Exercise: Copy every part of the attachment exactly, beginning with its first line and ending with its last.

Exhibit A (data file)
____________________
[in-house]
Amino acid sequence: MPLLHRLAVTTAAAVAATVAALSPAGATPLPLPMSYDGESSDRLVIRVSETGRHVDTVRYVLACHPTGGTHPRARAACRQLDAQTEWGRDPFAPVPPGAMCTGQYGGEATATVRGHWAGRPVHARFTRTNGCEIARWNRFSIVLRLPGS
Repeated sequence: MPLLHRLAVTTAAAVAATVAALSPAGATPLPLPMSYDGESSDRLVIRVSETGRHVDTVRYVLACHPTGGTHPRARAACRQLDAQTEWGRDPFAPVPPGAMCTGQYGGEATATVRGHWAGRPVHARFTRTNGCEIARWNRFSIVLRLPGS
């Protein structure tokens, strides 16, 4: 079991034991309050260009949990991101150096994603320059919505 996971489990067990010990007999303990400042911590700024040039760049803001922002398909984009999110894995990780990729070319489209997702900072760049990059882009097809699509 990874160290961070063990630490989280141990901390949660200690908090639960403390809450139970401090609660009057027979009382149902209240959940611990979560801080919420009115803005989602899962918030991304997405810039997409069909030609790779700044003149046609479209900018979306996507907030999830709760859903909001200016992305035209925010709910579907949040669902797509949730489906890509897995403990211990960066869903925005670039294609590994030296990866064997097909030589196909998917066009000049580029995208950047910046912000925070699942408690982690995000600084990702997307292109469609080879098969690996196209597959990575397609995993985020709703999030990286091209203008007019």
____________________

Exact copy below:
[in-house]
Amino acid sequence: MPLLHRLAVTTAAAVAATVAALSPAGATPLPLPMSYDGESSDRLVIRVSETGRHVDTVRYVLACHPTGGTHPRARAACRQLDAQTEWGRDPFAPVPPGAMCTGQYGGEATATVRGHWAGRPVHARFTRTNGCEIARWNRFSIVLRLPGS
Repeated sequence: MPLLHRLAVTTAAAVAATVAALSPAGATPLPLPMSYDGESSDRLVIRVSETGRHVDTVRYVLACHPTGGTHPRARAACRQLDAQTEWGRDPFAPVPPGAMCTGQYGGEATATVRGHWAGRPVHARFTRTNGCEIARWNRFSIVLRLPGS
């Protein structure tokens, strides 16, 4: 079991034991309050260009949990991101150096994603320059919505 996971489990067990010990007999303990400042911590700024040039760049803001922002398909984009999110894995990780990729070319489209997702900072760049990059882009097809699509 990874160290961070063990630490989280141990901390949660200690908090639960403390809450139970401090609660009057027979009382149902209240959940611990979560801080919420009115803005989602899962918030991304997405810039997409069909030609790779700044003149046609479209900018979306996507907030999830709760859903909001200016992305035209925010709910579907949040669902797509949730489906890509897995403990211990960066869903925005670039294609590994030296990866064997097909030589196909998917066009000049580029995208950047910046912000925070699942408690982690995000600084990702997307292109469609080879098969690996196209597959990575397609995993985020709703999030990286091209203008007019």